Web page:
« In which we prove my vacation is bigger and fatter than yours! | Main | Before the madness begins... »

Create habits for products that don't exist

Usually I try to stay away from the exact things Colin Beavan blogs about, knowing that a lot of our readers overlap.  But I'd like to add my two cents here, on the Sunday NYT article discussing the use of marketing strategies for social/humanitarian causes.   It's pretty fascinating, providing a good primer for marketing strategies over the last 20-odd years, and it brings up some interesting possibilities.  I absolutely agree with the article's conclusion that positive, non-stuff movements have got to make use of every strategy that works -- and if the advertising people spent a ton of money figuring out how to get people to do things, then that money should be put to good use, shouldn't it?  

I do get a little freaked in the details, though, and feel like Cassandra for having whined for a year about how advertisers make us habitually need stuff we don't with claims of things being "good" and "healthy" for us.  More to the point, I'm disturbed by how it is by making an entire nation of people feel "icky" that the advertising campaign mentioned in the article can get people to wash their hands.  How disappointing that people need to feel shame and dirtiness in order to make a change.  I think there's a translation to efforts to cut back on consumption, but I'm not exactly sure what that means - do we have to make other people feel bad about it?  That's what I've been trying to avoid!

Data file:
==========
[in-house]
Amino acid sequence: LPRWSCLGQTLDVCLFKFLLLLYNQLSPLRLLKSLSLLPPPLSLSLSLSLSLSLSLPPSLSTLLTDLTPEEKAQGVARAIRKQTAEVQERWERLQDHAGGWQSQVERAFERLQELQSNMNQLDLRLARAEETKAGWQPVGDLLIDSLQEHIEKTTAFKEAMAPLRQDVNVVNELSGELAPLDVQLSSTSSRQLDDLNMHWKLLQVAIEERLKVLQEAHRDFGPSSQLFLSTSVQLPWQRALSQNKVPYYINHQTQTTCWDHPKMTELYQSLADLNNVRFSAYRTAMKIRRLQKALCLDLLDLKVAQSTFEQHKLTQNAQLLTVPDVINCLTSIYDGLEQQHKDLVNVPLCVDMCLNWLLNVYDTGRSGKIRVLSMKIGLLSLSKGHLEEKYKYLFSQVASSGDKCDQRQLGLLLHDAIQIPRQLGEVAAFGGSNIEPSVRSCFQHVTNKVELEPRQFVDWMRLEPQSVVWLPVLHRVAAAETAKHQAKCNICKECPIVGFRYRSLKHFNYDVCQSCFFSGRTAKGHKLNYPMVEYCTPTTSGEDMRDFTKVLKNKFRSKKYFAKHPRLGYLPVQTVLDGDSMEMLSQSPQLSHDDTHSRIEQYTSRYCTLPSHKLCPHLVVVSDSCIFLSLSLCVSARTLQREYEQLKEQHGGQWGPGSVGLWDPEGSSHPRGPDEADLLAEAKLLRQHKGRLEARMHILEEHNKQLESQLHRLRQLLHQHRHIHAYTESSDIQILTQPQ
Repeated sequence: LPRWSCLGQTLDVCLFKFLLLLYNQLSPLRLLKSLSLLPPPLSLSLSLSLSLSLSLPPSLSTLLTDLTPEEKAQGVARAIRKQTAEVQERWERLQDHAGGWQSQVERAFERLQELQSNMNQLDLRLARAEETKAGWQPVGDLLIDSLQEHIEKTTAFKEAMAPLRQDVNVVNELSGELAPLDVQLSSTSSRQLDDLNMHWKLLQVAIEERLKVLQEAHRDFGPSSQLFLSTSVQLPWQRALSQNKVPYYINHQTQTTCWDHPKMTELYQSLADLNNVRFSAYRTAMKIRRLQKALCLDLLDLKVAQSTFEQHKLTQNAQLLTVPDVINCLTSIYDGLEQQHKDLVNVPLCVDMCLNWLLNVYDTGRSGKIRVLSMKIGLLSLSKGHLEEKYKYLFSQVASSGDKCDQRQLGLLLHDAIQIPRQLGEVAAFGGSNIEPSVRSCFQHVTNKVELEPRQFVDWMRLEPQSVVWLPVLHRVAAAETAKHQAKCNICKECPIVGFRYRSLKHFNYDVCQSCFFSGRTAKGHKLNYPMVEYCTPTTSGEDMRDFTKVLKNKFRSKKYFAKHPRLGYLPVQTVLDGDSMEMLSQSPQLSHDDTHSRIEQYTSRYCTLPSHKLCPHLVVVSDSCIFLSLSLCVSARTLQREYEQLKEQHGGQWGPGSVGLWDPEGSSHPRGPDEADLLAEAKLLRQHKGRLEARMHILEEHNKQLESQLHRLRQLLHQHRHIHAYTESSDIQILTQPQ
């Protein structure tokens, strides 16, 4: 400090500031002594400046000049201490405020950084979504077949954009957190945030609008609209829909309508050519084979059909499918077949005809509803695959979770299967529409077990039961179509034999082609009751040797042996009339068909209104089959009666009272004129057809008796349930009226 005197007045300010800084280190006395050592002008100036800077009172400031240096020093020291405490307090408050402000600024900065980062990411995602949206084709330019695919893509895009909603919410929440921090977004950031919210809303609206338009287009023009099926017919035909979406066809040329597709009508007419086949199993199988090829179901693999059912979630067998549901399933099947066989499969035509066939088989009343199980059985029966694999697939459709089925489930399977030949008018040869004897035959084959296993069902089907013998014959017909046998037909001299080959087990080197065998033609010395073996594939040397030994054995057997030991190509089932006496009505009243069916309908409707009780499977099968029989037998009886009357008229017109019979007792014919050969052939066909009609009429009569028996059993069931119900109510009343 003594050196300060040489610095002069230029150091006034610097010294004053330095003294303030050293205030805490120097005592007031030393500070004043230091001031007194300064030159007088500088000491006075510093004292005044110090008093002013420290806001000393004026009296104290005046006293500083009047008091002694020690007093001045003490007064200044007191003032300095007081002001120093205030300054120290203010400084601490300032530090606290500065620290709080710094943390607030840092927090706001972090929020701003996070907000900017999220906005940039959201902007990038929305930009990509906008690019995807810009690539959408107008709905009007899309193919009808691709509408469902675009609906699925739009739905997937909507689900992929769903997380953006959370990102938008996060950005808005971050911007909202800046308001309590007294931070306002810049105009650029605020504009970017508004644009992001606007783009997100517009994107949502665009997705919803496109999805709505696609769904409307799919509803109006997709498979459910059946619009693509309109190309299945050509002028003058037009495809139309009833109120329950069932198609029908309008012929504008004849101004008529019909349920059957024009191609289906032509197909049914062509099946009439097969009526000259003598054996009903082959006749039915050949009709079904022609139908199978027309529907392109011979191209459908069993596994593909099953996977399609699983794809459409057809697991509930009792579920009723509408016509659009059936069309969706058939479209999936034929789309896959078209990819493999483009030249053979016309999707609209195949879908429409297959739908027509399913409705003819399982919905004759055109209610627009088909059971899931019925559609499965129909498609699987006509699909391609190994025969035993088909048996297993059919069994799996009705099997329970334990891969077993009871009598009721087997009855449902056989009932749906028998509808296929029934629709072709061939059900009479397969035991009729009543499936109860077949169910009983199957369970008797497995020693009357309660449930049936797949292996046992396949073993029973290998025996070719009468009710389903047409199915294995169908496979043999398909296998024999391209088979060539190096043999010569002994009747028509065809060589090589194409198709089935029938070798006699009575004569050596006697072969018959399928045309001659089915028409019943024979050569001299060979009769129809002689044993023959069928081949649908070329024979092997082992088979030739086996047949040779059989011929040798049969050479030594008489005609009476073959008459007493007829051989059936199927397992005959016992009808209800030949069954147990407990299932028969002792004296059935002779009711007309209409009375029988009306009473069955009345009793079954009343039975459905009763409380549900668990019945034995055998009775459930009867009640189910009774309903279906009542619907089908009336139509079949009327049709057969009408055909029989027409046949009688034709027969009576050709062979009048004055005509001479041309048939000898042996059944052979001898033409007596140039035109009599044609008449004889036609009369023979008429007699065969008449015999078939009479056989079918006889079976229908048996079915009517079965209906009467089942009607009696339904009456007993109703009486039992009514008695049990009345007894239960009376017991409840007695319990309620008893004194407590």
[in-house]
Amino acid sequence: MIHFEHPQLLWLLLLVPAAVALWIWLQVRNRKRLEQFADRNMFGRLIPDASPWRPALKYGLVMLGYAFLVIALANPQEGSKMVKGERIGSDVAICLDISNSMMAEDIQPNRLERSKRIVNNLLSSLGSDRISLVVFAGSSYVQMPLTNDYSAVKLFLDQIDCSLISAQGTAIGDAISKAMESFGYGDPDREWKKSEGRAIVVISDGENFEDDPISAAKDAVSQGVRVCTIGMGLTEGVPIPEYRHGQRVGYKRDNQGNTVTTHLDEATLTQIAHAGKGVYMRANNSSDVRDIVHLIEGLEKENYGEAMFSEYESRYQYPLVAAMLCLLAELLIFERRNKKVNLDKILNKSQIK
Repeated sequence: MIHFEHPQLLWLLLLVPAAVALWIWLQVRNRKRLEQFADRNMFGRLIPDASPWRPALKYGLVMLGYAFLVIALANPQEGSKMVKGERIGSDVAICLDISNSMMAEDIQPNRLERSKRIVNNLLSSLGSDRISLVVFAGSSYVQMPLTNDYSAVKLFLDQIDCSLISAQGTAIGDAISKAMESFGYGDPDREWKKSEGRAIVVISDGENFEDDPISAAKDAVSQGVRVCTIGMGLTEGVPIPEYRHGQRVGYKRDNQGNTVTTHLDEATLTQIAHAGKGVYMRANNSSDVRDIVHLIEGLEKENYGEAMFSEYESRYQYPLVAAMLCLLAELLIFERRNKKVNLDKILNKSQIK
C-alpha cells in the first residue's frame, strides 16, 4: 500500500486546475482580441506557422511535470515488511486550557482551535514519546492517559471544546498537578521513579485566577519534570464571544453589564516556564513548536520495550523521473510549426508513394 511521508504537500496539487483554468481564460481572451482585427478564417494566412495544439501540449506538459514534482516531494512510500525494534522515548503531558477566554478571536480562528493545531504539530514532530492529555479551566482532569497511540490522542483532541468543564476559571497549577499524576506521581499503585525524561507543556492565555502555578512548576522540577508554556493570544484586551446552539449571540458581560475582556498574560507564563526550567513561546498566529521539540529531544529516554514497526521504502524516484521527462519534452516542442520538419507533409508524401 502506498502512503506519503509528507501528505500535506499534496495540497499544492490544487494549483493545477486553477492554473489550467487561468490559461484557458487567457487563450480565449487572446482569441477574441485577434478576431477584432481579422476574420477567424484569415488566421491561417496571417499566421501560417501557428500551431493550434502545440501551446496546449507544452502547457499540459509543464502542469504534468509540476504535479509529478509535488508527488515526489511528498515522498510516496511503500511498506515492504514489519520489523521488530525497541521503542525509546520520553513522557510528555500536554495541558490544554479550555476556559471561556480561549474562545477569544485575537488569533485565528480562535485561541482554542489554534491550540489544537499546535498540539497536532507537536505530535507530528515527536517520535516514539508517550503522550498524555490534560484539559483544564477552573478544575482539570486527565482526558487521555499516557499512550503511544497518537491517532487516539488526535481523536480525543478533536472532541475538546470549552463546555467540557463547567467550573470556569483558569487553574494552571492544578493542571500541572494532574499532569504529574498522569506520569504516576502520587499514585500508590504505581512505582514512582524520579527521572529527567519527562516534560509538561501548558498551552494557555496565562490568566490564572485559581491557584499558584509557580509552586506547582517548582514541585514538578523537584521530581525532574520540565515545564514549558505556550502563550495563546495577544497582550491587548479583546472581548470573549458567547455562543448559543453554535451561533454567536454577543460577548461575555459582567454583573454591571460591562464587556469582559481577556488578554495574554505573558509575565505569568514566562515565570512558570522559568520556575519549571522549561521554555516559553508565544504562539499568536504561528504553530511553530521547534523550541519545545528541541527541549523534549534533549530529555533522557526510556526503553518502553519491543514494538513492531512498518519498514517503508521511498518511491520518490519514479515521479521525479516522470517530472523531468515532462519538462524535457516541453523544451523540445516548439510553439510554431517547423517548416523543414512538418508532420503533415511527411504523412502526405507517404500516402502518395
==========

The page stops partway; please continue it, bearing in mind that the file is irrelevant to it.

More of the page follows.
Finally, did anyone notice that "consumers in North America alone spent $650 million buying Febreze [in the most recent fiscal year]"?  And people are starving, dying of treatable health problems, and living in boxes!  But one woman's Febreze is another woman's designer jeans.  Or sunglasses.  Or meat.  (Austin update tomorrow.)     

Posted on Tuesday, July 15, 2008 at 10:17PM by Registered CommenterMegan Metcalf | CommentsPost a Comment

Reader Comments

There are no comments for this journal entry. To create a new comment, use the form below.

PostPost a New Comment

Enter your information below to add a new comment.

My response is on my own website »
Author Email (optional):
Author URL (optional):
Some HTML allowed: <a href="" title=""> <abbr title=""> <acronym title=""> <b> <blockquote cite=""> <code> <em> <i> <strike> <strong>